Case Report
Volume 7 Issue 8 - 2018
Subclavian Artery Stenosis as a Hint of Takayasu Disease Diagnosis
Samah Alasrawi1*, Lemis Yavuz2 and Sinan Yavuz3
1Specialist Pediatric Cardiologist, AlJalila Children Heart Center, Dubai, UAE
2Specialist Pediatric, Al Jalila Children hospital, UAE
3Specialist Pediatric, Al Qasimi Women and Children Hospital, UAE
*Corresponding Author: Samah Alasrawi, Specialist Pediatric Cardiologist, AlJalila Children Heart center, Dubai, UAE.
Received: May 23, 2018; Published: July 10, 2018
Citation: Samah Alasrawi., et al. “Subclavian Artery Stenosis as a Hint of Takayasu Disease Diagnosis”. EC Paediatrics 7.8 (2018): 734-736.
Introduction: Takayasu arteritis is a rare, systemic, inflammatory vasculitis of unknown etiology [1]. It can manifest as isolated, atypical, and/or catastrophic disease. It can involve any or all of the major organ systems [1,2]. Takayasu arteritis is an inflammatory disease of large- and medium-sized arteries, with a predilection for the aorta and its branches. Advanced lesions demonstrate a pan arteritis with intimal proliferation [3].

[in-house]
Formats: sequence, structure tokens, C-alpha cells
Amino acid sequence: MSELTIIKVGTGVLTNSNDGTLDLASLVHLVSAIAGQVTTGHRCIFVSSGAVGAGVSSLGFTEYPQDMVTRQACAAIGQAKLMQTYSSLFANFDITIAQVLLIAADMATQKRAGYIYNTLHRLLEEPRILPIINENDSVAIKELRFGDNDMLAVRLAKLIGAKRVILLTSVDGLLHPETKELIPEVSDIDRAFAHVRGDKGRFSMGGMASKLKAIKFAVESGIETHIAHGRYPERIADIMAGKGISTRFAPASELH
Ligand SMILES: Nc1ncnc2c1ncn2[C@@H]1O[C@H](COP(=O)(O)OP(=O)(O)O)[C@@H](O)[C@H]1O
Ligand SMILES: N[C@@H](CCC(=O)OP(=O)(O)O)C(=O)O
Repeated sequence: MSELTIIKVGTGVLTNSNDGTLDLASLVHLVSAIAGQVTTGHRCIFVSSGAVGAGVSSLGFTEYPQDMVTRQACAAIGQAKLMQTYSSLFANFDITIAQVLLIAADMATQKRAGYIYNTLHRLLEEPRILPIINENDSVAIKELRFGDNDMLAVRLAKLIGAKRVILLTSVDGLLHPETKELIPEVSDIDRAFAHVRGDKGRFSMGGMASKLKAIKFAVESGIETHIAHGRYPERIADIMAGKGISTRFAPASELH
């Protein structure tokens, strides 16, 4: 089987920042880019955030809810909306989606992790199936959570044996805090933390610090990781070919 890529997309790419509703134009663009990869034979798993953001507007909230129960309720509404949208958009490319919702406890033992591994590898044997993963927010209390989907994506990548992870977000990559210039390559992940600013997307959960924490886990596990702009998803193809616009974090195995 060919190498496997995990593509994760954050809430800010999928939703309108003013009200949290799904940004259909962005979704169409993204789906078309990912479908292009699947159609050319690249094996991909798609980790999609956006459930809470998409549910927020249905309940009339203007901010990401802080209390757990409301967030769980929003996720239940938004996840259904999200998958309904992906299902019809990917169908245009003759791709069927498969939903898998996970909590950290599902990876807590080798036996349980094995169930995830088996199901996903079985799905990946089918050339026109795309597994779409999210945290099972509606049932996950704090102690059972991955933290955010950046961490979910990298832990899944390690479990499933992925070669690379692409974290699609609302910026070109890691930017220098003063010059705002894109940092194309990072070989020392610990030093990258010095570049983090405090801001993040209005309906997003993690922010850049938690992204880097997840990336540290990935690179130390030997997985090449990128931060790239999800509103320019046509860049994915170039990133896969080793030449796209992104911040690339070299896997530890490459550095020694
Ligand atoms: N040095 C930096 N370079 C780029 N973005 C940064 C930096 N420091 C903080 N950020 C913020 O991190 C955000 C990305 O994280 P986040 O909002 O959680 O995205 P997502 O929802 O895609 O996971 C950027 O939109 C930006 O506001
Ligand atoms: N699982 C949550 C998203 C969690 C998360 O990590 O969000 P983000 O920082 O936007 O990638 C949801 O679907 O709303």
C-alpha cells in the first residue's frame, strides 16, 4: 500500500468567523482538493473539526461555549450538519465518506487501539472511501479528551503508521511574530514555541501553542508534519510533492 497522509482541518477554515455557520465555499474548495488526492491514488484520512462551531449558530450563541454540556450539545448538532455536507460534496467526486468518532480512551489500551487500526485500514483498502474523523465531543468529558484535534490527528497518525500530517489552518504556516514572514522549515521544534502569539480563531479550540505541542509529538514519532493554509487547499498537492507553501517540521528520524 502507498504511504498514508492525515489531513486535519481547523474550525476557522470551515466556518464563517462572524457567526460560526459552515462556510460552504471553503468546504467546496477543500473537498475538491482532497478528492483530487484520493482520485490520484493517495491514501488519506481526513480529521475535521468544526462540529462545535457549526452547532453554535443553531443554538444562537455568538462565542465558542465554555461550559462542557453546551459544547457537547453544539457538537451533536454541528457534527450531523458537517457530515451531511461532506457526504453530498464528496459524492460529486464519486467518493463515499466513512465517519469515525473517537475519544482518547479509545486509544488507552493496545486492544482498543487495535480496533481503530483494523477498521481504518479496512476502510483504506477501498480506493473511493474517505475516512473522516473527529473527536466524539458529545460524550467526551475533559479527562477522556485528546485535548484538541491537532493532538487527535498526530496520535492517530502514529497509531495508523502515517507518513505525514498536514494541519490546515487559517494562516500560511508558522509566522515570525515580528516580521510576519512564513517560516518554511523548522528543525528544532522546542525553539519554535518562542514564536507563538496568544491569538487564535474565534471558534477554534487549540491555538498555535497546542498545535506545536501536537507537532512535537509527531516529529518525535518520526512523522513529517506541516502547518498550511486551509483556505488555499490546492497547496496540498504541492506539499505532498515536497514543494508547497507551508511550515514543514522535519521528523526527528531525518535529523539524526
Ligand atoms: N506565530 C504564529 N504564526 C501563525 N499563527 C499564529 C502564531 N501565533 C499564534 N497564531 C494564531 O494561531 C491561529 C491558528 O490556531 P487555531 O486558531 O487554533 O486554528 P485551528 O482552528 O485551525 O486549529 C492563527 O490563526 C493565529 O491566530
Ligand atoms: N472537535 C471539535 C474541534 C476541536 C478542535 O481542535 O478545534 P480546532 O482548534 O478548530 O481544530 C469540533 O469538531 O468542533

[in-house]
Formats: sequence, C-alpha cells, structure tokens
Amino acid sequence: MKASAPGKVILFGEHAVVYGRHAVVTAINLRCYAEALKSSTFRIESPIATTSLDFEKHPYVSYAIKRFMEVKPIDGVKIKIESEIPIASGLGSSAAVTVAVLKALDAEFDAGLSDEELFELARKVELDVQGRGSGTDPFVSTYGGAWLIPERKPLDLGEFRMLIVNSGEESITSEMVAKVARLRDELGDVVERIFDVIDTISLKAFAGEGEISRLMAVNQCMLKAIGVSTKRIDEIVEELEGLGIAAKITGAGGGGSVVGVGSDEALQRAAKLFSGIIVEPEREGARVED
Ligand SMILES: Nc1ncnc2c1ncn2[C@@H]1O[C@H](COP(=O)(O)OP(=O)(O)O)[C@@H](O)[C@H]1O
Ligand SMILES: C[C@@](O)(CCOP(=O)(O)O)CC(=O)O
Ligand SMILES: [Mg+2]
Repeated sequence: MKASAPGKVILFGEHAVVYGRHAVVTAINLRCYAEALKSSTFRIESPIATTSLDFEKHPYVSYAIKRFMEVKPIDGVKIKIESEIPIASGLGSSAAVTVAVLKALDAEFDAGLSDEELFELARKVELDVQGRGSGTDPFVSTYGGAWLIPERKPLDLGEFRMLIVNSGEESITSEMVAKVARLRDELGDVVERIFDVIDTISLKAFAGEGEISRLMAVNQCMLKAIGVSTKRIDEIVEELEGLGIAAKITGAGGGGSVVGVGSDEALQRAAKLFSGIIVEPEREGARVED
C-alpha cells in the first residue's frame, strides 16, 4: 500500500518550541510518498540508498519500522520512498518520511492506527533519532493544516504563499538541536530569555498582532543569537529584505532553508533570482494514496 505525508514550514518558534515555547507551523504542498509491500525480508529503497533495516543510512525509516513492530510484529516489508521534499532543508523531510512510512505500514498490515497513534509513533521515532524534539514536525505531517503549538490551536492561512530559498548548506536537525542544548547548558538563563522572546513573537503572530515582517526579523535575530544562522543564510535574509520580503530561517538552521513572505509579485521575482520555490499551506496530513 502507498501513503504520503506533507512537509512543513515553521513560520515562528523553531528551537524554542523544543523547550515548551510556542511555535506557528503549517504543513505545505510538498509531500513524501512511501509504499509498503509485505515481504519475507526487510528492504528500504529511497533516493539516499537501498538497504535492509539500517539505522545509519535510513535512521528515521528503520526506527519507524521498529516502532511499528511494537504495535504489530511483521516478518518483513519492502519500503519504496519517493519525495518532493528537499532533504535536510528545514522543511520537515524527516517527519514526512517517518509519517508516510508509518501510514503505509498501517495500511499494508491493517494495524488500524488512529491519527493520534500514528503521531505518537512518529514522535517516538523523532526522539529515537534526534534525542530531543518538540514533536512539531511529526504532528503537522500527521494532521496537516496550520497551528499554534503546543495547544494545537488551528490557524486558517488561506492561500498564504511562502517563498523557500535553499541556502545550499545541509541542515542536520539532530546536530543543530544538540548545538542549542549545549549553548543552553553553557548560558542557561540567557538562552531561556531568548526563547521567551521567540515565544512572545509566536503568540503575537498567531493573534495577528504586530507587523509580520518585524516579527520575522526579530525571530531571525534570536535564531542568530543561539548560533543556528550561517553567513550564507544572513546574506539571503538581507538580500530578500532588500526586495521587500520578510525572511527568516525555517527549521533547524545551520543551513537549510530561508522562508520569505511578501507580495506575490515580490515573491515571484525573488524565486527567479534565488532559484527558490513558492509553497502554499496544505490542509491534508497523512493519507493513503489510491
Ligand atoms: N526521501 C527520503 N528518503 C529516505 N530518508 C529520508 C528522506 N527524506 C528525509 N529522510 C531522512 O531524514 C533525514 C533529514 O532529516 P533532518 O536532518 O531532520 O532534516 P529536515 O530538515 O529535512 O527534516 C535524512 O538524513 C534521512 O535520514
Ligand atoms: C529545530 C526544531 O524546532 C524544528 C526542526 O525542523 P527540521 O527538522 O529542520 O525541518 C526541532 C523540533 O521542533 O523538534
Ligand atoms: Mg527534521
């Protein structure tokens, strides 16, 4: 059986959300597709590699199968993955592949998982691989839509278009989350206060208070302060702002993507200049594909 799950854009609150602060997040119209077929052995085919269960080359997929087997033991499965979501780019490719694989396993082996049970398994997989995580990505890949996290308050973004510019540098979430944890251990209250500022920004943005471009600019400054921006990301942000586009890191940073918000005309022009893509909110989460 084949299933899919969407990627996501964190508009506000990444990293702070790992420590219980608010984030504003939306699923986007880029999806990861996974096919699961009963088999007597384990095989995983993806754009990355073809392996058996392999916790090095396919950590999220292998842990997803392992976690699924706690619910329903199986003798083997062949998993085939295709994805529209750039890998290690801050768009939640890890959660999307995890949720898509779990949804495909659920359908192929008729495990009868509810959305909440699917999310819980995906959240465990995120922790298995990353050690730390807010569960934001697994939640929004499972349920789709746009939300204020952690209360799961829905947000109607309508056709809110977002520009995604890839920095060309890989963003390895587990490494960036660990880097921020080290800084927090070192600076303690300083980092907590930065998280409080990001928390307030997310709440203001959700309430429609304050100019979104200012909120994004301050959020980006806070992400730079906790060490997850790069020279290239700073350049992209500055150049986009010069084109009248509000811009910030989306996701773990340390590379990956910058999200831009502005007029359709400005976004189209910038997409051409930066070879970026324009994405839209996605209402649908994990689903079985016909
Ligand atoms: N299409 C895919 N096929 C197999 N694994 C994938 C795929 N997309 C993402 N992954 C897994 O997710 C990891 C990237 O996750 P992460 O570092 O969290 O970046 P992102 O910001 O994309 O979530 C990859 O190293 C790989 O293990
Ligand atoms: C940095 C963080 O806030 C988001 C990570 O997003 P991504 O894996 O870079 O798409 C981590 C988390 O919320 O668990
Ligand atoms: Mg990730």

Objective: To present a case which confirmed as Takayasu by discovering the subclavian artery stenosis.
Case Relate: 12 years old girl presented with weakness, tiredness and musculoskeletal pain from about 6 months, the pain associated sometimes with low grade of fever.
Labs showed high inflammatory parameters
MRA (Magnetic resonance angiography) Showed sever stenosis in the subclavian artery near its origin from aortic arch.
Cardiac cath done and showed sever stenosis in the origin of the subclavian artery from the aortic arch, other arteries looked. So diagnosed as Takayasu disease, Prednisolone was started and referred to the cardio vascular team.
Conclusion: Takayasu is a rare disease, increased awareness of this condition leading to timely diagnosis and appropriate treatment may improve outcomes in this rare, yet potentially devastating, disease.
Diagnosis of the chronic diseases is difficult most the time, so we have to consternate on the physical examination because sometimes simple findings will lead to the correct diagnosis and then to the correct management.
Keywords: Takayasu Disease; Subclavian Artery; Stenosis
Copyright: © 2018 Samah Alasrawi., et al. This is an open-access article distributed under the terms of the Creative Commons Attribution License, which permits unrestricted use, distribution, and reproduction in any medium, provided the original author and source are credited.

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